Communism: A Hundred Years After the Russian Revolution, it Lives on More Than You Think

COMMENTARY Global Politics

Communism: A Hundred Years After the Russian Revolution, it Lives on More Than You Think

Oct 31st, 2017 4 min read
COMMENTARY BY
Kim R. Holmes, Ph.D.

Executive Vice President

Kim R. Holmes is the Executive Vice President at The Heritage Foundation.
Whatever the West had — freedom and wealth — that was what the Russians wanted. iStock

Key Takeaways

A hundred years ago, Vladimir Lenin’s Bolsheviks overthrew the Russian government and established a communist dictatorship.

Russians still live with the historic devastation caused by communism.

But we still live to this day with the legacy of the Russian Revolution.

A hundred years ago, on November 7 (October 25 according to the Russian calendar), 1917, Vladimir Lenin’s Bolsheviks overthrew the Russian government and established a communist dictatorship. The world has never been the same since.

Of all the legacies left in the revolution’s wake, the worst is a wrecked Russia. Seventy years of communism devastated the country. The Soviets did modernize things, but at what a price?

Richard Pipes says the Russian Revolution killed 9 million people. Robert Conquest believes that at least 20 million and probably as many as 30 million people perished in the Great Terror. If “unnatural deaths” are included, that number could be as high as 50 million.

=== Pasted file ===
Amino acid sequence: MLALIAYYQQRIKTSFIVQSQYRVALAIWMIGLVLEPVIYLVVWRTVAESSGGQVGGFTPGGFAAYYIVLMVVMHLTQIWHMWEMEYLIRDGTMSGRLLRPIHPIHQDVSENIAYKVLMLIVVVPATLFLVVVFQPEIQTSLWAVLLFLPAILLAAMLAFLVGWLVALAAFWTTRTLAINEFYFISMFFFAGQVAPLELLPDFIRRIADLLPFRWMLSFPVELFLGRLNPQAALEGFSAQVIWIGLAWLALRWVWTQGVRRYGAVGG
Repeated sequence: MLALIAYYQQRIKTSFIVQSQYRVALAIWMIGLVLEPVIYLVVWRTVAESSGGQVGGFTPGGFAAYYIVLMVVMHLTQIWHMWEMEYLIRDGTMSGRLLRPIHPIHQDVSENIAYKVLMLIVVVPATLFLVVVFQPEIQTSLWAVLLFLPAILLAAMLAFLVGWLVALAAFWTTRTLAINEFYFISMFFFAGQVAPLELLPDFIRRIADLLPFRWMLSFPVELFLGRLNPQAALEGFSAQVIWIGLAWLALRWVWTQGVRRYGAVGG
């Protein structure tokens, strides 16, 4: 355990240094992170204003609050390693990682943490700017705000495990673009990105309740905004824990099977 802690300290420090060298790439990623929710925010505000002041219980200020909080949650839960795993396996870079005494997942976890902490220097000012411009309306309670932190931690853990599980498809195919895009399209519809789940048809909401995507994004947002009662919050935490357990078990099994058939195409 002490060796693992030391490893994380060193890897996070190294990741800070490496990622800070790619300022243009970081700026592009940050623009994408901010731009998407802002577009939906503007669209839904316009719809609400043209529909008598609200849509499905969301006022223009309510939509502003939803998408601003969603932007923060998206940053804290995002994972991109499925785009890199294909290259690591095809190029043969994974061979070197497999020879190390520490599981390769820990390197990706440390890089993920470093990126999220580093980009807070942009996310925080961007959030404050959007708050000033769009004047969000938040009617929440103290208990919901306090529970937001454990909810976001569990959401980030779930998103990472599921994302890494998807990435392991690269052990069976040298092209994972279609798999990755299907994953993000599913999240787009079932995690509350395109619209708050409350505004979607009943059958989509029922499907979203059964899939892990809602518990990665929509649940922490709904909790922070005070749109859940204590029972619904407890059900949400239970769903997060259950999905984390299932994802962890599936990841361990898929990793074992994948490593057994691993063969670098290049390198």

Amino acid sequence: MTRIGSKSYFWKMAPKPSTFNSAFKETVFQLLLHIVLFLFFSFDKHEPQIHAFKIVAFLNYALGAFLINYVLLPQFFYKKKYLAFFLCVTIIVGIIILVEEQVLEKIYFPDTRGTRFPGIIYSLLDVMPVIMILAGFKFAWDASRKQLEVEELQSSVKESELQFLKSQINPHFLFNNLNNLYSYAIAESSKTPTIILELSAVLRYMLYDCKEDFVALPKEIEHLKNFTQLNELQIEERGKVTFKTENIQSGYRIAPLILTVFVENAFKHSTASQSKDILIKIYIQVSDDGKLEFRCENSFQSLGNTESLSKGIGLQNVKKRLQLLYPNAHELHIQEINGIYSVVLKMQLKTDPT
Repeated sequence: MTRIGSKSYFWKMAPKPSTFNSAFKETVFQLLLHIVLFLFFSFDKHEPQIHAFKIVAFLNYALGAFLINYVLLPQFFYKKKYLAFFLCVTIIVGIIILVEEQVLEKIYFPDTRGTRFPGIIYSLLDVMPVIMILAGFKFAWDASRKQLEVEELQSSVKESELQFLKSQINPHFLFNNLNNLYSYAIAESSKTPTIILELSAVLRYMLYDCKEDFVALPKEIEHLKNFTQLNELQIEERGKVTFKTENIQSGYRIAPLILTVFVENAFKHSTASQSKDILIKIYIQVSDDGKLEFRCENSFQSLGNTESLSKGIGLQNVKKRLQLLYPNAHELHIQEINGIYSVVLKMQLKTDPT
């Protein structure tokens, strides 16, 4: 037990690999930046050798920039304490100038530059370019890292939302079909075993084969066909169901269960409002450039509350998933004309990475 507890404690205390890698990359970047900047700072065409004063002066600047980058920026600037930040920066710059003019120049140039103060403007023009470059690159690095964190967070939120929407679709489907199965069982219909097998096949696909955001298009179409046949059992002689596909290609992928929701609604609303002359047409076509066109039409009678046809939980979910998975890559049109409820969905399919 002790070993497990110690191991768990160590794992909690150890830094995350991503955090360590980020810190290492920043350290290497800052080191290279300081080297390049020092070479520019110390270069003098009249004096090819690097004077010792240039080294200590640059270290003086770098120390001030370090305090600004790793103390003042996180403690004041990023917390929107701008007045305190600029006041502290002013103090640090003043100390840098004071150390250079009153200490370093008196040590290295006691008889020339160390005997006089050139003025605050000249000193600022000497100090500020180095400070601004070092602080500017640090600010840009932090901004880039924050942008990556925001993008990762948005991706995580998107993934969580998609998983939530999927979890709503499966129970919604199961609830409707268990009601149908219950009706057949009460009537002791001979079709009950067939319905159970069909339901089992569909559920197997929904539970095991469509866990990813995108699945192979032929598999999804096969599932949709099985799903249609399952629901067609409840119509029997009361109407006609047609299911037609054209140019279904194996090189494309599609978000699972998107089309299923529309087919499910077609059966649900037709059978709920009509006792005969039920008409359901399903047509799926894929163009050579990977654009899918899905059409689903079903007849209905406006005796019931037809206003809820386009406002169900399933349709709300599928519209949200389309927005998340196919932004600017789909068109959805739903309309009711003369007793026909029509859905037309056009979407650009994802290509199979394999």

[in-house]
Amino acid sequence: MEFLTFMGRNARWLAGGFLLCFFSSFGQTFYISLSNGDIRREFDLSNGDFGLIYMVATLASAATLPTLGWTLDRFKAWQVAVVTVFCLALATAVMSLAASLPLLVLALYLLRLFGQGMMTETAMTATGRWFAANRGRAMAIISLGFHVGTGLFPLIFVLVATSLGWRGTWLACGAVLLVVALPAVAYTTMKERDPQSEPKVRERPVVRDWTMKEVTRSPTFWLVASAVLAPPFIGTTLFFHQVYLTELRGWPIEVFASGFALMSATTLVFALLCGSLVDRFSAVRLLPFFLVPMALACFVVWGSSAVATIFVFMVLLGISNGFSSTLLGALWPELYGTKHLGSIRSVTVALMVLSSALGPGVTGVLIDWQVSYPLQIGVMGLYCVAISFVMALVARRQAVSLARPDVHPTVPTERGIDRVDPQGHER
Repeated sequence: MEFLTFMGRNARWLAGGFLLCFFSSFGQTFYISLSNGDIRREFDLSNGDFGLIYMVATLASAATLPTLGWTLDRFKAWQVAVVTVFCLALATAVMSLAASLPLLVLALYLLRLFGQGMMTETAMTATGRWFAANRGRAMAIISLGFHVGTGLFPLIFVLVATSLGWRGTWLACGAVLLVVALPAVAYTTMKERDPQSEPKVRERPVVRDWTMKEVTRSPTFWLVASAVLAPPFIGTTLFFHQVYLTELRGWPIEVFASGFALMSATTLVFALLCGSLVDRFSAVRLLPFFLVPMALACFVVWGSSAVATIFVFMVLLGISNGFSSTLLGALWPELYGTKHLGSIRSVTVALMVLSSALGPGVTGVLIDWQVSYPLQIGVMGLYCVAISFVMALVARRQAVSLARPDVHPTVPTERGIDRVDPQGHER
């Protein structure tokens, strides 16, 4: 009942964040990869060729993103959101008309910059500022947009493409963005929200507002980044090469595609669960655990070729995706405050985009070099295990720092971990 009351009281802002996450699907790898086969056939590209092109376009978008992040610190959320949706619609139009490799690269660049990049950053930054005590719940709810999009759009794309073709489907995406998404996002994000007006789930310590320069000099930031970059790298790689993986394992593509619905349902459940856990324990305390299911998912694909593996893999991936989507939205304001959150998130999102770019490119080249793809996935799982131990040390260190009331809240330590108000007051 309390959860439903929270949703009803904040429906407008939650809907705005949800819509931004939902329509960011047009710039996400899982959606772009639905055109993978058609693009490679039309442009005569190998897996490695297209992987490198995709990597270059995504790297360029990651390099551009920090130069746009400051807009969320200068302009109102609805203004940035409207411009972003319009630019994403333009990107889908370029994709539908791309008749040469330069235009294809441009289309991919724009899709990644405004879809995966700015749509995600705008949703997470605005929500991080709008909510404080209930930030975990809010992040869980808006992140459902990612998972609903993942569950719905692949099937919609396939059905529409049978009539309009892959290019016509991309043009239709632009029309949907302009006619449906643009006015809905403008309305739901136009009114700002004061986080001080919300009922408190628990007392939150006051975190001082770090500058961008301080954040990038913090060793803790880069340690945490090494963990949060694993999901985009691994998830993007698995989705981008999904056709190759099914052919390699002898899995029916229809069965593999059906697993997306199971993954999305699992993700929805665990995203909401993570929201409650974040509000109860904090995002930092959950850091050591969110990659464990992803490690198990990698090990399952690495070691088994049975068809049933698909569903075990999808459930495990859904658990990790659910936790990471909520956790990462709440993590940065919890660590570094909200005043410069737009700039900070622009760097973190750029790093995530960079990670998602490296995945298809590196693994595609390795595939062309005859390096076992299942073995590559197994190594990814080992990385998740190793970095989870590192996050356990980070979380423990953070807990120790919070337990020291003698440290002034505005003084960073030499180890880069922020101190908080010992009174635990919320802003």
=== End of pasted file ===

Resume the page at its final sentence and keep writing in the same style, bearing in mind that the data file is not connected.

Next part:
This horrible record of mass genocide is exceeded only by another communist dictatorship, Maoist China, which destroyed between 44.5 to 72 million lives (according to Stephane Courtois). And let’s not forget the “killing fields” of Cambodia in the 1970s.

Communists could kill people, but ultimately that is not why they and the Soviets failed. Nicolas Eberstadt estimated that the life expectancy of Russians in the 1980s was six years lower than in Western Europe. Infant mortality was three times higher, and death rates were rising for every age group.

Russians looked westward and were appalled by their own poverty. Whatever the West had — freedom and wealth — that was what the Russians wanted.

The Soviets had failed to deliver on their grand social promises. More than any other reason, it was this fact that brought down the Soviet Union.

Unfortunately, that’s not the end of the story. Russians still live with the historic devastation caused by communism.

Despite their freedom to travel, and the benefits of an economy mostly fueled by energy exports, they are stuck with the old legacies of communism. Every day they face the corruption and poverty caused not only by authoritarian rule, but by the social habits and structural problems created by communism.

Another bitter legacy is totalitarian terror: Starting with the Great Terror of the Bolshevik Revolution, a terrible precedent was set. Now the gates were open for others to mobilize mass violence in the name of revolution.

It matters not whether that revolution was communist, fascist or jihadist, the use of terror to revolutionize society is an historical precedent established by the Bolsheviks (and the French revolutionaries before them).

For much of the 20th century the developing world was beset with countless social revolutionaries who, like the Soviet Union, tried to use the gun and the central planning office to modernize their societies. The results were nearly always the same — poverty and more human misery.